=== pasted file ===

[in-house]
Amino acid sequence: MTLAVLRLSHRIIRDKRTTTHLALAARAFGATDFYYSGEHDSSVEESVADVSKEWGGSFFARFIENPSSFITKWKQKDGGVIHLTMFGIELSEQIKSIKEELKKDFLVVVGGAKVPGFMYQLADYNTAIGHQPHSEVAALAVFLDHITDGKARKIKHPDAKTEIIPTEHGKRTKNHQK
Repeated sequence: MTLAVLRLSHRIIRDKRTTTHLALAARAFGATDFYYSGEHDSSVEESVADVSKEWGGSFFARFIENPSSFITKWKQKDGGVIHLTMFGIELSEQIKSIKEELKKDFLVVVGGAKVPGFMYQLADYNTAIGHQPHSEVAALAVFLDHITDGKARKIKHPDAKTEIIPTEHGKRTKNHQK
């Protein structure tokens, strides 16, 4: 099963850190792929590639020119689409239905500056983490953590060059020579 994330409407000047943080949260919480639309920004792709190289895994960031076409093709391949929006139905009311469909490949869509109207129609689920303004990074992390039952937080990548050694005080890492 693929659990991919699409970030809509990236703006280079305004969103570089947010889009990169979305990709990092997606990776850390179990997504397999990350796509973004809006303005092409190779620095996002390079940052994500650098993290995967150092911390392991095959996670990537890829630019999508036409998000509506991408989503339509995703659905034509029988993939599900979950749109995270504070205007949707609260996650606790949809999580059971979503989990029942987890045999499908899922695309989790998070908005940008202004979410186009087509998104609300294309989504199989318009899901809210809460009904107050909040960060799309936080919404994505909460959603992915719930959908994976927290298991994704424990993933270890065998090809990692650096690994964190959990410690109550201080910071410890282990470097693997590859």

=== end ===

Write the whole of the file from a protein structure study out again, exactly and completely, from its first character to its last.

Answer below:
[in-house]
Amino acid sequence: MTLAVLRLSHRIIRDKRTTTHLALAARAFGATDFYYSGEHDSSVEESVADVSKEWGGSFFARFIENPSSFITKWKQKDGGVIHLTMFGIELSEQIKSIKEELKKDFLVVVGGAKVPGFMYQLADYNTAIGHQPHSEVAALAVFLDHITDGKARKIKHPDAKTEIIPTEHGKRTKNHQK
Repeated sequence: MTLAVLRLSHRIIRDKRTTTHLALAARAFGATDFYYSGEHDSSVEESVADVSKEWGGSFFARFIENPSSFITKWKQKDGGVIHLTMFGIELSEQIKSIKEELKKDFLVVVGGAKVPGFMYQLADYNTAIGHQPHSEVAALAVFLDHITDGKARKIKHPDAKTEIIPTEHGKRTKNHQK
């Protein structure tokens, strides 16, 4: 099963850190792929590639020119689409239905500056983490953590060059020579 994330409407000047943080949260919480639309920004792709190289895994960031076409093709391949929006139905009311469909490949869509109207129609689920303004990074992390039952937080990548050694005080890492 693929659990991919699409970030809509990236703006280079305004969103570089947010889009990169979305990709990092997606990776850390179990997504397999990350796509973004809006303005092409190779620095996002390079940052994500650098993290995967150092911390392991095959996670990537890829630019999508036409998000509506991408989503339509995703659905034509029988993939599900979950749109995270504070205007949707609260996650606790949809999580059971979503989990029942987890045999499908899922695309989790998070908005940008202004979410186009087509998104609300294309989504199989318009899901809210809460009904107050909040960060799309936080919404994505909460959603992915719930959908994976927290298991994704424990993933270890065998090809990692650096690994964190959990410690109550201080910071410890282990470097693997590859």